It can't be wrong to want my prodigal to do the right thing, can it?

It can't be wrong to want my prodigal to do the right thing, can it?

A Story by Precious Prodigal

July 4, 2013:

Micah 6:8  “…what doth the Lord require of thee, but to do justly…

“I never had a policy; I have just tried to do my very best each and every day.” Abraham Lincoln

As parents, we have made a huge investment in the lives of our kids. We have sacrificed for them, taught them, disciplined them, prayed for them and required things of them. We held that tiny miracle in our arms and dreamed of the wonderful things he would accomplish. However, the reality is very different when those children grow up, and it’s not easy to let them figure things out for themselves. That difficulty goes off the chart if your kid is a prodigal. I really do want to do the right thing, but it isn’t always easy to know what’s right. And it isn’t always easy to do the right thing once I figure out what it is.

One of the things that immediately come to mind is the many ways I try to get my prodigal to do what I think is the right thing. If you’re like me, I don’t need to make a list…you could probably make a really long list yourself of the ways you’ve tried to make them do something. And it’s really hard for me to see that doing what’s right means I stop trying to manipulate my prodigal into doing what I think he needs to do. Is it wrong to want the people I love to stop drinking or using drugs? Is it wrong to want them to trust Christ, get in church, to go to work or just to live responsible lives?

Of course not. But praying about it or talking to him about it isn’t the same as trying to trick him into doing it. Trying to trick someone into saying or doing or being anything is not only futile, it’s also wrong. When I simplify it down to its most basic form, it’s lying. And even if my motives are the absolute best they can be, I can’t do what’s wrong and expect it to turn out right. Life and God’s law of the harvest just don’t work that way.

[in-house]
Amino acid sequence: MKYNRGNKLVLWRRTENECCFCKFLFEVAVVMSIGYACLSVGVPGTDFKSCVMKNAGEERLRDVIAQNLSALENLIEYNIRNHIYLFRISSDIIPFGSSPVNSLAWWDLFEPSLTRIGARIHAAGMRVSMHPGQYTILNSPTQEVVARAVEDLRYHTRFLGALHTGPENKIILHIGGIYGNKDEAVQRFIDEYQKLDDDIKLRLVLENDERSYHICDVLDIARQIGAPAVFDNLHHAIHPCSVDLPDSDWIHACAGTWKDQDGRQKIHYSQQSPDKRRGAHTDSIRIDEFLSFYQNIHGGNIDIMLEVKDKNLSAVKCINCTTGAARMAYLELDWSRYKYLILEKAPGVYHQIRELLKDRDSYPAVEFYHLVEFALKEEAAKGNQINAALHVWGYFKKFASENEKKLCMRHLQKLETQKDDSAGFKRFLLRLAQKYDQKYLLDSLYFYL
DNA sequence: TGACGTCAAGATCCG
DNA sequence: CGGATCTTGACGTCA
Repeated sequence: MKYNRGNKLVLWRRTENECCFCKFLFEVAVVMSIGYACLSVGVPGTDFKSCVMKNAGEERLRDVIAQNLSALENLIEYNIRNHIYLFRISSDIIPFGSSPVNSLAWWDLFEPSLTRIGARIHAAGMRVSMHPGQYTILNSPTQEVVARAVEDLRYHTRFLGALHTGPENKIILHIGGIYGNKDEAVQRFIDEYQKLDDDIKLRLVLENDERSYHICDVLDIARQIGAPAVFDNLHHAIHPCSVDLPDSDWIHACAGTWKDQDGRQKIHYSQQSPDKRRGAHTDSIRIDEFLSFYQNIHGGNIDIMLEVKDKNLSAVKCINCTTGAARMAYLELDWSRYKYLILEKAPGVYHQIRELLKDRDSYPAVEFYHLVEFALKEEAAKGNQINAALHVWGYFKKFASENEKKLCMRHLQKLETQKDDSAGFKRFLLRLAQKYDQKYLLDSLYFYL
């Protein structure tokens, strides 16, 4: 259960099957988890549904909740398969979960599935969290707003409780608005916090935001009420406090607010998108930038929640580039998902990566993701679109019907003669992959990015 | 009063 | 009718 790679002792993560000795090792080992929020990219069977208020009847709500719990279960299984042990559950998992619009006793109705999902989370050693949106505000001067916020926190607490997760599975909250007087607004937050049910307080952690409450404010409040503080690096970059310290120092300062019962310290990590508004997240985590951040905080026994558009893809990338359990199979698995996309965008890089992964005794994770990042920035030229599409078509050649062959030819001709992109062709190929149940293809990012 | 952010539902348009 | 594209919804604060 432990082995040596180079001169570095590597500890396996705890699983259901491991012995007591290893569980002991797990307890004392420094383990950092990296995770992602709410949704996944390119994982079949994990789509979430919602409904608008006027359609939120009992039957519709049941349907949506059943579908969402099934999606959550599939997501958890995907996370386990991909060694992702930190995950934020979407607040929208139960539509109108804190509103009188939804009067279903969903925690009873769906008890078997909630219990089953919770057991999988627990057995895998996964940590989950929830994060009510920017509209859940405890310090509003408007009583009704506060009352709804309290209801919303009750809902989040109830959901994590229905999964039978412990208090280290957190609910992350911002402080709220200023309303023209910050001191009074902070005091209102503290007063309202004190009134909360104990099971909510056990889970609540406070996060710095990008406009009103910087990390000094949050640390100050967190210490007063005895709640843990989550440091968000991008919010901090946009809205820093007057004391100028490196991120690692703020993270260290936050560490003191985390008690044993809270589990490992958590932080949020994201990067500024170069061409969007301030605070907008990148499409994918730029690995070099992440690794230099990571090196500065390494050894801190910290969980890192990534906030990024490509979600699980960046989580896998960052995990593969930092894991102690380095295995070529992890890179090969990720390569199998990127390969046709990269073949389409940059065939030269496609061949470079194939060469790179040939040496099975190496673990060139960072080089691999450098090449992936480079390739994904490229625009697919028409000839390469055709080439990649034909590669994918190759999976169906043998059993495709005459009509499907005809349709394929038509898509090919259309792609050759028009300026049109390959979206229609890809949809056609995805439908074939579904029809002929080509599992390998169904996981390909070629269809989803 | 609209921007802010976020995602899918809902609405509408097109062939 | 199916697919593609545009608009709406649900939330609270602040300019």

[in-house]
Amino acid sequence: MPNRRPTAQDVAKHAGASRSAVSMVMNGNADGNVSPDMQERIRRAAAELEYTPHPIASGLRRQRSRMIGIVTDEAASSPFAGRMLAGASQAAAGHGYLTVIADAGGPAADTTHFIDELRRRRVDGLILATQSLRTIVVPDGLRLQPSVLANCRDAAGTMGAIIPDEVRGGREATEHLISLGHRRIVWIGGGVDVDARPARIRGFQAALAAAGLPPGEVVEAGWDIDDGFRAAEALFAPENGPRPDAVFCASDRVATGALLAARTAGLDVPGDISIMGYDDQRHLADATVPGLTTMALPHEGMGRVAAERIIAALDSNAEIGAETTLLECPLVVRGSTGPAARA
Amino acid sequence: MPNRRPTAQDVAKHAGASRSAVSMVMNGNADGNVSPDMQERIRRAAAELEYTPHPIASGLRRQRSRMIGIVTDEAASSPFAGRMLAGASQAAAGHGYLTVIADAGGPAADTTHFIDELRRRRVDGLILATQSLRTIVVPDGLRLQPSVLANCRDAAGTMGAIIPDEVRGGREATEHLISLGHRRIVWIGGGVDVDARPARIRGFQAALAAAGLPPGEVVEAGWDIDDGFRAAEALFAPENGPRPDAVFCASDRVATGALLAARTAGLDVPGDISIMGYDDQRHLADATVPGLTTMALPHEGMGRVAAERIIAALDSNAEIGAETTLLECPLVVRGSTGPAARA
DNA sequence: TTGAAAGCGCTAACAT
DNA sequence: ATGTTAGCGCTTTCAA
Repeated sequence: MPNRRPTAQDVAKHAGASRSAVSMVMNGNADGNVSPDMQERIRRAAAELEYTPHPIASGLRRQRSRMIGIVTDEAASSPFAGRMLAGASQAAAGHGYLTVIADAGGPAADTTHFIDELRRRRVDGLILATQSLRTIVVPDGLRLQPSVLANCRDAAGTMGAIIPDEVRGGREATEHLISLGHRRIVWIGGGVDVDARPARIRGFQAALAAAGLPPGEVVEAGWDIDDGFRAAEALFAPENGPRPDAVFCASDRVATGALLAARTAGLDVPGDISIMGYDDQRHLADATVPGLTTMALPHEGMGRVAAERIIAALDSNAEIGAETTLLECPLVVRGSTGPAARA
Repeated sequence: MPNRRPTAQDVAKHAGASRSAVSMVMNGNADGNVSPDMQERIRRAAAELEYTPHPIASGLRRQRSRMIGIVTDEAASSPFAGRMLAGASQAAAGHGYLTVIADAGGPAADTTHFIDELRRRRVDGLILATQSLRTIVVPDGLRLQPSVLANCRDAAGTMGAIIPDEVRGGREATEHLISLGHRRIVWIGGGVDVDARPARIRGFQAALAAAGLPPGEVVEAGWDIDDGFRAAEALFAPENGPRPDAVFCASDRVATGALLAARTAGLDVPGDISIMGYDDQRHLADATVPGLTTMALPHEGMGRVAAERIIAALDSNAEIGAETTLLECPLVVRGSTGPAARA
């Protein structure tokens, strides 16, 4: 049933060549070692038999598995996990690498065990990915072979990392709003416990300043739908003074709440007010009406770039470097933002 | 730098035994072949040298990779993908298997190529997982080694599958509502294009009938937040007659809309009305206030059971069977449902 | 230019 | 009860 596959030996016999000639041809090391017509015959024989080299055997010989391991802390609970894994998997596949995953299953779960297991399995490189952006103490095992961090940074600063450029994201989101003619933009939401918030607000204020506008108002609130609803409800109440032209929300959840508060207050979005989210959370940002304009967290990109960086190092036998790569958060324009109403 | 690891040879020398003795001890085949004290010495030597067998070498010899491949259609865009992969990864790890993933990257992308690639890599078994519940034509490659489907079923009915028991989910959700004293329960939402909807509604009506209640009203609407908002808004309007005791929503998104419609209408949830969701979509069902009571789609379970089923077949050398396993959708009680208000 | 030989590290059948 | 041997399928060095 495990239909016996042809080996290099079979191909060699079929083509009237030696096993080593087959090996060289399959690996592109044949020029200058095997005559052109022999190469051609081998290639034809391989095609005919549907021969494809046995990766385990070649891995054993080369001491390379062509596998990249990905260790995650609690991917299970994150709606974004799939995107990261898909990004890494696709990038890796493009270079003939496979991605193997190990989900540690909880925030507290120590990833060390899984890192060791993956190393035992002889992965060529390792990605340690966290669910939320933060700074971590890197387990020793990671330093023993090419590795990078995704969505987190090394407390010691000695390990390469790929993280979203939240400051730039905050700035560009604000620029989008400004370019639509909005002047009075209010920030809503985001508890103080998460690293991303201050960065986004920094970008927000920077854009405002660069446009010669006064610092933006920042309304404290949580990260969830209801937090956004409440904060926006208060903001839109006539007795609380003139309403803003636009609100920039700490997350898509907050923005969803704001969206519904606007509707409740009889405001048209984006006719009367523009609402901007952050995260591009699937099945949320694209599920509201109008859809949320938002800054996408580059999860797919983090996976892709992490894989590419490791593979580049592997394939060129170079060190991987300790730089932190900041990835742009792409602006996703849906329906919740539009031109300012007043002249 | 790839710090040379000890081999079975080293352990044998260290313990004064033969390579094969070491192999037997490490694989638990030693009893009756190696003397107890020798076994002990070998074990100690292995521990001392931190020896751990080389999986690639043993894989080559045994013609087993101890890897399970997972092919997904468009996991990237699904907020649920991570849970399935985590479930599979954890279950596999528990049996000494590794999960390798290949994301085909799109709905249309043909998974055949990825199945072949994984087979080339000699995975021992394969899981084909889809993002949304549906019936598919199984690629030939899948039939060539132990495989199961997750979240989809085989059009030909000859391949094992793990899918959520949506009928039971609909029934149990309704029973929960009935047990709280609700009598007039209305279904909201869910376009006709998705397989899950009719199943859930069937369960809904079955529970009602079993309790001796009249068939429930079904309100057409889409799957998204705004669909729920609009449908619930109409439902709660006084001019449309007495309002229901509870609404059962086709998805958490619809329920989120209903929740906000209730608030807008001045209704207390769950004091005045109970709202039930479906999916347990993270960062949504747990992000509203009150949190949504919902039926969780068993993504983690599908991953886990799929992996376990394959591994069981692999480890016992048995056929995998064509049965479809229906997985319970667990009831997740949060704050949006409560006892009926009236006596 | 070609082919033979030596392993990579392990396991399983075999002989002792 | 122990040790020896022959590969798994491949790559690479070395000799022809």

It isn’t always easy to know what the right thing is, and it’s even harder sometimes to do it. And if it involves someone we love who is hurting himself and everyone else, it becomes more difficult still. You and I won’t do it perfectly. Aren’t you glad we don’t have to? But we can make a beginning by asking God to help us give the prodigal to Him and then to take our hands off. God hears your prayers, and He is totally aware of your broken heart. He sees it, and He knows. He also knows the root cause of that need to control is fear. And when we are in the grip of desperate fear, it isn’t easy to do the right thing even when we know it’s right. Maybe, like Abraham Lincoln, we don’t need a “policy” of doing what’s right. We just need to do our very best day by day.

Challenge for Today: Can you, just for today, choose to do the right thing by not trying to control people, places, situations?

© 2013 Precious Prodigal


Author's Note

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